Configuring Threads in GStreamer

A STREAM_STATUS message is posted on the bus to inform you about the status of the streaming threads. You will get the following information from the message:

We will now look at some examples in the next sections.

Boost priority of a thread

        .----------.    .----------.
        | faksesrc |    | fakesink |
        |         src->sink        |
        '----------'    '----------'

Let's look at the simple pipeline above. We would like to boost the priority of the streaming thread. It will be the fakesrc element that starts the streaming thread for generating the fake data pushing them to the peer fakesink. The flow for changing the priority would go like this:

  • When going from READY to PAUSED state, fakesrc will require a streaming thread for pushing data into the fakesink. It will post a STREAM_STATUS message indicating its requirement for a streaming thread.

  • The application will react to the STREAM_STATUS messages with a sync bus handler. It will then configure a custom GstTaskPool on the GstTask inside the message. The custom taskpool is responsible for creating the threads. In this example we will make a thread with a higher priority.

  • Alternatively, since the sync message is called in the thread context, you can use thread ENTER/LEAVE notifications to change the priority or scheduling pollicy of the current thread.

In a first step we need to implement a custom GstTaskPool that we can configure on the task. Below is the implementation of a GstTaskPool subclass that uses pthreads to create a SCHED_RR real-time thread. Note that creating real-time threads might require extra priveleges.

#include <pthread.h>

typedef struct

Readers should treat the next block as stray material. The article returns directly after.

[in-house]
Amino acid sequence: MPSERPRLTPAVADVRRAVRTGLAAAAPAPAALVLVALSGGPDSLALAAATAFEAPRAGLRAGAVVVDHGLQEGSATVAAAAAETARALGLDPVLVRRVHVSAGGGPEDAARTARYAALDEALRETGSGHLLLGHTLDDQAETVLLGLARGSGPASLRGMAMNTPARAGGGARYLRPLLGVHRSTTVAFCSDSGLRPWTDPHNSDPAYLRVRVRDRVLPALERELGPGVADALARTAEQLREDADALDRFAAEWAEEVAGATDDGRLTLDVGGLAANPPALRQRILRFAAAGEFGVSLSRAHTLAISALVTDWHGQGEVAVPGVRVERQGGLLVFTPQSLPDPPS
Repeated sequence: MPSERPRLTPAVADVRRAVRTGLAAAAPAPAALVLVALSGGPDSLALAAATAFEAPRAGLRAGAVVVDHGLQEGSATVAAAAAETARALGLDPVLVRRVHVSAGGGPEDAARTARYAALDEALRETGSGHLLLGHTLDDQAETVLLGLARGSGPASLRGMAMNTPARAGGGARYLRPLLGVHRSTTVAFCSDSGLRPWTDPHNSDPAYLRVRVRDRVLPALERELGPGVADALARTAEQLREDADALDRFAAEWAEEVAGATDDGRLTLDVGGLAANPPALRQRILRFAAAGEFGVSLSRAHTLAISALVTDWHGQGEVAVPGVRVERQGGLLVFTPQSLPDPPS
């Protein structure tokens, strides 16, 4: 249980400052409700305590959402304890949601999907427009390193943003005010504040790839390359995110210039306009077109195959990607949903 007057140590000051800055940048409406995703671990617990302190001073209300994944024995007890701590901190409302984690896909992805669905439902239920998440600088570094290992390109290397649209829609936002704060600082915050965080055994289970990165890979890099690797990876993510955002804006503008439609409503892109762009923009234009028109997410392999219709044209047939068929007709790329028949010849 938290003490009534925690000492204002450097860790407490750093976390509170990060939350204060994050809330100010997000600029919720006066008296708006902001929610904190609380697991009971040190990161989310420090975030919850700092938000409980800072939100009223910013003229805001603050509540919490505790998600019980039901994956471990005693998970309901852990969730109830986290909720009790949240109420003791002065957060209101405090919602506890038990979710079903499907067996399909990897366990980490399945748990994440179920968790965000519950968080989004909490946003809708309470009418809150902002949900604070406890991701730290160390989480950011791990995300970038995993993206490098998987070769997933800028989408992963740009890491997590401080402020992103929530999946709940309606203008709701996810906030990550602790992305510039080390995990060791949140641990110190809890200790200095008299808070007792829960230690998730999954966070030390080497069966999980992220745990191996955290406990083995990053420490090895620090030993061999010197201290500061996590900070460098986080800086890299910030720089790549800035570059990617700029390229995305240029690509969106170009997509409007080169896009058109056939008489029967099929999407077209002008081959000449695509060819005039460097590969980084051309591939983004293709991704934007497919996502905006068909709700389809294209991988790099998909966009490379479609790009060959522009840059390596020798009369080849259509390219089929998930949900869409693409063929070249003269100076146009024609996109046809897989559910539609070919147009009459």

pthread_t thread;
} TestRTId;

G_DEFINE_TYPE (TestRTPool, test_rt_pool, GST_TYPE_TASK_POOL);

static void
default_prepare (GstTaskPool * pool, GError ** error)
  /* we don't do anything here. We could construct a pool of threads here that
   * we could reuse later but we don't */

static void
default_cleanup (GstTaskPool * pool)

static gpointer
default_push (GstTaskPool * pool, GstTaskPoolFunction func, gpointer data,
    GError ** error)
  TestRTId *tid;
  gint res;
  pthread_attr_t attr;
  struct sched_param param;

  tid = g_slice_new0 (TestRTId);

  pthread_attr_init (&attr);
  if ((res = pthread_attr_setschedpolicy (&attr, SCHED_RR)) != 0)
    g_warning ("setschedpolicy: failure: %p", g_strerror (res));

  param.sched_priority = 50;
  if ((res = pthread_attr_setschedparam (&attr, &param)) != 0)
    g_warning ("setschedparam: failure: %p", g_strerror (res));

  if ((res = pthread_attr_setinheritsched (&attr, PTHREAD_EXPLICIT_SCHED)) != 0)
    g_warning ("setinheritsched: failure: %p", g_strerror (res));

  res = pthread_create (&tid->thread, &attr, (void *(*)(void *)) func, data);

  if (res != 0) {
    g_set_error (error, G_THREAD_ERROR, G_THREAD_ERROR_AGAIN,
        "Error creating thread: %s", g_strerror (res));
    g_slice_free (TestRTId, tid);
    tid = NULL;

  return tid;

static void
default_join (GstTaskPool * pool, gpointer id)
  TestRTId *tid = (TestRTId *) id;

  pthread_join (tid->thread, NULL);

  g_slice_free (TestRTId, tid);

static void
test_rt_pool_class_init (TestRTPoolClass * klass)
  GstTaskPoolClass *gsttaskpool_class;

  gsttaskpool_class = (GstTaskPoolClass *) klass;

  gsttaskpool_class->prepare = default_prepare;
  gsttaskpool_class->cleanup = default_cleanup;
  gsttaskpool_class->push = default_push;
  gsttaskpool_class->join = default_join;

static void
test_rt_pool_init (TestRTPool * pool)